This brochure is exceptional not just because its headings are attention-catching but also because they convey a sense of the clear-cut urgency of their advocacy. WWF has undoubtedly created cultivated more awareness about animal welfare using this campaign.

For businesses, large and striking headings can be handy tools. That said, it’s only the first step. Once you have their attention, you need to get across what’s in it for your customers clearly. Printing a headline like ‘FREE DONUTS!’ if you run a bakery, for example, will immediately catch the eye of the viewer, who will unquestionably read on.

Special Print Advert by Penguin Publishing

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Book example

Penguin, the world-renowned publisher of classics and bestsellers, started an advertising campaign targeting people with visual impairment. Instead of writing out the words to promote their selection of audiobooks, they used braille in their print ad. 

Since listening to audiobooks is one of the best ways for those with impaired vision to enjoy their favourite novels, the advertisement was designed for them.

If you have a similar target demographic, then this type of booklet design can yield outstanding results. If not, you can still use the tactile nature of the medium to your advantage.

According to Forbes, physical items that a person can touch and feel can be more memorable than their digital counterparts. This works excellently in print marketing[1] . Take advantage of textures, shapes, and other tactile design elements to promote your products and services in a way that your target audience can better retain.

Other Booklet Design Tips

The following are a few pointers that can generally apply to various booklet design layouts:

  • Readability – One of the primary purposes of your booklet is to convey information. It only makes sense that your text should be easily readable. It means paying attention to font size, character and line spacing, and even font colour.
    When choosing typefaces, the consensus is to only use up to three different styles. Using more can lead to visually disjointed inconsistencies and even confusion. Find typefaces that work well together and try to avoid decorative font styles.
    Text-wrapping is also an important consideration
    [2] , especially if your booklet will use several pictures. The objective here is to leave enough space whenever necessary, so the image and the text do not take attention away from each other.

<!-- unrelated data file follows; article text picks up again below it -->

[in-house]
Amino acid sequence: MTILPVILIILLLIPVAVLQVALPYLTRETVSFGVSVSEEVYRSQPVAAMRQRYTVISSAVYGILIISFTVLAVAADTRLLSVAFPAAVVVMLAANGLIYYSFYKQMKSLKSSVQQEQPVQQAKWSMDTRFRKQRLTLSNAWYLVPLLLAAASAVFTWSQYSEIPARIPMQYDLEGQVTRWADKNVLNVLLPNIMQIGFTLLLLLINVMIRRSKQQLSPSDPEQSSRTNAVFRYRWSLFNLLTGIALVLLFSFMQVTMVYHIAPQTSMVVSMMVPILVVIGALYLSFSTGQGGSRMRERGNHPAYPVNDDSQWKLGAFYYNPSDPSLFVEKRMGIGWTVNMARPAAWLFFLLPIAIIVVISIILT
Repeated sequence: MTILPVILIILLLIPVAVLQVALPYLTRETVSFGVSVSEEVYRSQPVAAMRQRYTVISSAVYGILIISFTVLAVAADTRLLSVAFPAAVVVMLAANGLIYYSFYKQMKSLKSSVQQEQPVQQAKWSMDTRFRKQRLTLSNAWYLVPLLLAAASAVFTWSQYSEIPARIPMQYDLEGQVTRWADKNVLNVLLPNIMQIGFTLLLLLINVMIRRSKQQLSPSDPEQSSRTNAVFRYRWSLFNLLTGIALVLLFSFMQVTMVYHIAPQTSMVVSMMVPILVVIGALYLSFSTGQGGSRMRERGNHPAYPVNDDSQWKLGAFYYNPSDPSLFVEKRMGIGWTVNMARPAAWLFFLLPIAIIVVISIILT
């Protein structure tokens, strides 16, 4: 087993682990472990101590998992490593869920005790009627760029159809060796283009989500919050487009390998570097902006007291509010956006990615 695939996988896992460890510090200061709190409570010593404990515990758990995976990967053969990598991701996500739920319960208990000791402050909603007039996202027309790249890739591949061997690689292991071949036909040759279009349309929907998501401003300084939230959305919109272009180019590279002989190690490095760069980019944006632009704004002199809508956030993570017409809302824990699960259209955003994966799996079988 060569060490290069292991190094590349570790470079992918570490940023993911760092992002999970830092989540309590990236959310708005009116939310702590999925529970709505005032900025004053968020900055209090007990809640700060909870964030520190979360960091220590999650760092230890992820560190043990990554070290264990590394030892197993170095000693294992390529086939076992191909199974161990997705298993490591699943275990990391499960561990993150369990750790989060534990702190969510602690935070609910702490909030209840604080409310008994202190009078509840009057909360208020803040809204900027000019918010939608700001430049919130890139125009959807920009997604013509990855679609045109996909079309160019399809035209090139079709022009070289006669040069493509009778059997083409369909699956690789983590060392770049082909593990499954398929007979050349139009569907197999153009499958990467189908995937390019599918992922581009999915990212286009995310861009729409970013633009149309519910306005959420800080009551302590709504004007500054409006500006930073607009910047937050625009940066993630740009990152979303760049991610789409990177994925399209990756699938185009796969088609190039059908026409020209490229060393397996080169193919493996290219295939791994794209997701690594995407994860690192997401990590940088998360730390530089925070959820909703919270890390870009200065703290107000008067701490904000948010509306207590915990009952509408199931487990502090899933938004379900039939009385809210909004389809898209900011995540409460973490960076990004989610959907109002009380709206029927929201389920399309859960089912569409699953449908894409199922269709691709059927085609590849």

• Balance – Balance is one of the most important elements of design. People are naturally drawn to visually balanced images and scenes. This can show itself in shapes, colours, and even text. Every element added to the booklet design has a certain visual weight. While this may not be easily quantifiable, it is something you can immediately tell.
    That said, balance does not necessarily mean the weight of one side should equal the other. It’s about arranging objects in your layout in a way that will not feel chaotic and haphazard.
    White or blank space can also be a powerful tool if used correctly. It can help bring both balance and emphasis on your designs.

     
  • Images – If you are creating a booklet for print advertising, you will more than likely use pictures to enhance its design. If your booklets or brochures are too text-heavy, they will risk boring your reader. This also applies to information-heavy sectors like research and development.
     

When adding images to your design, make sure that every one is high-quality. Having blurry or pixelated images in your booklet will make it look less professional, which can cause your readers to view your business as unprofessional.
Find good images and showcase your products and services in the best light. As mentioned above, text-wrapping will also help you create separation between your pictures and text.

Takeaway

Booklets for print advertising still have their place in this increasingly digital world[3] . Understanding what makes a good booklet design can go a long way in ensuring your print marketing campaign is successful.

Use colour intentionally. Don’t just add popups as a gimmick. Explore different print shapes and sizes. Understand your target market. Employ striking headlines. Take advantage of textures and other tactile qualities of the medium. Take note of readability, balance, and image quality.

Follow all these pieces of advice to help you create the most effective booklet design layout to promote your business.

Learn more about design and print marketing when you get in touch with our team. Fill out the form on our contact page to reach out. You can also read our other blog resources for more tips. Duplo International is a trusted provider of high-precision, efficient, and automated print technology to businesses in more than 60 countries around the globe.